However, on arrival I was greeted by this:

(The shock was removed to assess the damage.)

At first it didn't look too bad and also from the outside I had the impression a quick repair to the shock mount would do.

But before too long this had happened:

No half measures here! I made some new panels:

And used some of my donor stock:

Soon things looked a bit better; all welded in place to my current standards, no more plating over:

After a fresh coat of Tectyl in the wheel arch everything was put back together and I was ready to go. Apart from the engine that is, hopefully the Christmas break will see that fixed. I've asked Santa for the same weather as last year, 16 degrees Celsius ambient temperature is ideal for some spanner action.

This car is a keeper for sure. Its worth hardly anything (I really hope V4 prices stay low in general), but to me it means a lot. Should you worry about the multitude of colours on this car: rest assured, I don't.
15   L A T E S T    R E P L I E S    (Newest First)
mellePosted - 19 Jan 2019 : 15:52:15
The rear muffler on my 96 previously had rubber hangers as per factory, all the ones I could get were rubbish.
Betsy67Posted - 19 Jan 2019 : 15:46:32
Might just be the weight of the exhaust system and could explain why modern cars used rubber hangers ?
Think Ill be making a U bracket at some point so the weight is supported on the bobbin rather than hanging from a bob in.
mellePosted - 19 Jan 2019 : 14:25:40
Funny, that's the issue I'm constantly having with rubber bobbins and other rubber parts (see e.e. here: The Mini PU bobbins I used seem well made, I also ordered a set for the motor of one of my air compressors.

What PU bobbins did you use?
Betsy67Posted - 19 Jan 2019 : 13:27:49
Great thread Melle - always good reading.

Not a great lover of the non rubber bobbins myself. Didnt seem to last 2 minutes when I used them.
mellePosted - 18 Jan 2019 : 21:02:49
Originally posted by Dirtbiker
Hhopefully you spent an equal amount of time on the 95 van...
Don't mention the war! I was planning to, but the 96 absorbed the majority of my playtime.

Originally posted by Dirtbiker
I'm going to order some of those Mini bobbins as my Jetex knocks on the body on bumpy roads - thanks for the tip!
Beware that they're only 18mm tall; the threads stick out 15mm either end, so there is some room for a stack of penny washers if needed.

Originally posted by Dirtbiker
Looks like you probably had the upper arms off for grot removal anyway
No, but I was changing the springs, so I had them off anyway. Never thought of replacing the bushes with the arms in situ.
DirtbikerPosted - 18 Jan 2019 : 20:30:53
Hi Melle,
Great update, hopefully you spent an equal amount of time on the 95 van...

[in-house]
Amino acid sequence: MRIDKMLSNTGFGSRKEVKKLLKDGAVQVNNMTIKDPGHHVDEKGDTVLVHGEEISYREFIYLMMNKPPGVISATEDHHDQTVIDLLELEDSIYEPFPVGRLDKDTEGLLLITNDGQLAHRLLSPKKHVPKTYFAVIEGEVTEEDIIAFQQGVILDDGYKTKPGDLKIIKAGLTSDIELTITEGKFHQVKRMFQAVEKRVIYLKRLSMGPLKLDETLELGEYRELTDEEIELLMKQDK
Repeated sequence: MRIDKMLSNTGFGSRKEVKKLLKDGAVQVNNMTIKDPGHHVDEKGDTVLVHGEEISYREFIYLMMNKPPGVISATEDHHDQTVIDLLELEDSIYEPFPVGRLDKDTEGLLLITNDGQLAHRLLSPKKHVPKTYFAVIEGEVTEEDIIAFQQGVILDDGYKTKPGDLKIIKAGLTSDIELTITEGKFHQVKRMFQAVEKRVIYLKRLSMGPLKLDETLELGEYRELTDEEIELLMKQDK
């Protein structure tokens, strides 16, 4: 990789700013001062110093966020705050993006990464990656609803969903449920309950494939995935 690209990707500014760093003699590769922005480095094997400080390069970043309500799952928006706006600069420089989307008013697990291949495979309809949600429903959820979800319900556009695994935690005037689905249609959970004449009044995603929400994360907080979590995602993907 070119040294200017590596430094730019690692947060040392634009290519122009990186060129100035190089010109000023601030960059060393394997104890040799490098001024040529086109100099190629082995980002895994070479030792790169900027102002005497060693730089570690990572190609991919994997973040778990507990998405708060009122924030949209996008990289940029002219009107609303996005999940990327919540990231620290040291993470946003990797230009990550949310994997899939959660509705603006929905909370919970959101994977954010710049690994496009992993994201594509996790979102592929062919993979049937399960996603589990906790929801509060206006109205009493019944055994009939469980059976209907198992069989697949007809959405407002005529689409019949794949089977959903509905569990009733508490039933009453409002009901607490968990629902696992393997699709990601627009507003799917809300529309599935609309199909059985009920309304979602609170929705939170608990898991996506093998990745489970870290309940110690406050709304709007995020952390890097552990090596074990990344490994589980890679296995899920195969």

I recently bought some QH leads that didn't fit, I'll post in general technical so as not to clutter here.
I'm going to order some of those Mini bobbins as my Jetex knocks on the body on bumpy roads - thanks for the tip!
Looks like you probably had the upper arms off for grot removal anyway but of you haven't tried it I have changed the upper bushes without removing the springs just by doing them one at a time.
Cheers and keep up the good work when ever you are back at the workshop!
James RanaldiPosted - 18 Jan 2019 : 17:08:50
Originally posted by green96v4
I love this thread - great creative work Melle!

Me too

1968 V4 96 ,LHD
1984 99 GL
1992 C900i Convertible
1993 C900 LPT Convertible
mellePosted - 18 Jan 2019 : 14:49:16
green96v4Posted - 18 Jan 2019 : 14:45:07
I love this thread - great creative work Melle!
mellePosted - 18 Jan 2019 : 12:02:11
All 5 bar VDO senders should operate in the same resistance range as far as I'm aware. Problem is I got a 10 bar sender with the gauge and only noticed it a year after I bought it. Happy to swap it for a 5 bar unit! Although the one 5 bar VDO sender I have has a "W" terminal, I'll keep the original sender for the warning light as I have no idea at what pressure the VDO sender gives a low oil pressure signal.
DerekPosted - 18 Jan 2019 : 11:38:00
Beware with the sender for the VDO oil pressure gauge. A friend fitted one into his early Audi 80 and had to search out a sender which matched electrically to give a correct reading.
Nice write up, you've been very busy. Well done.
mellePosted - 17 Jan 2019 : 20:06:26
Good one!
72sonett3Posted - 17 Jan 2019 : 19:52:48
I used those rubber exhaust hangers as support for the Facet fuel pump.

'72 97
'77 96L conv.
'79 96GL (LPG)
'83 900i (LPG)
'95 900SE conv.
'99 9-3T
mellePosted - 17 Jan 2019 : 18:44:58
Belated 2018 Christmas update. "Christmas" doesn't mean much to me, apart from catching up with friends and family in NL and having some much-desired workshop time. I always have plenty projects going (not only cars) and I was only going to do some small jobs on the 96 this time. And then it got out of hand, again.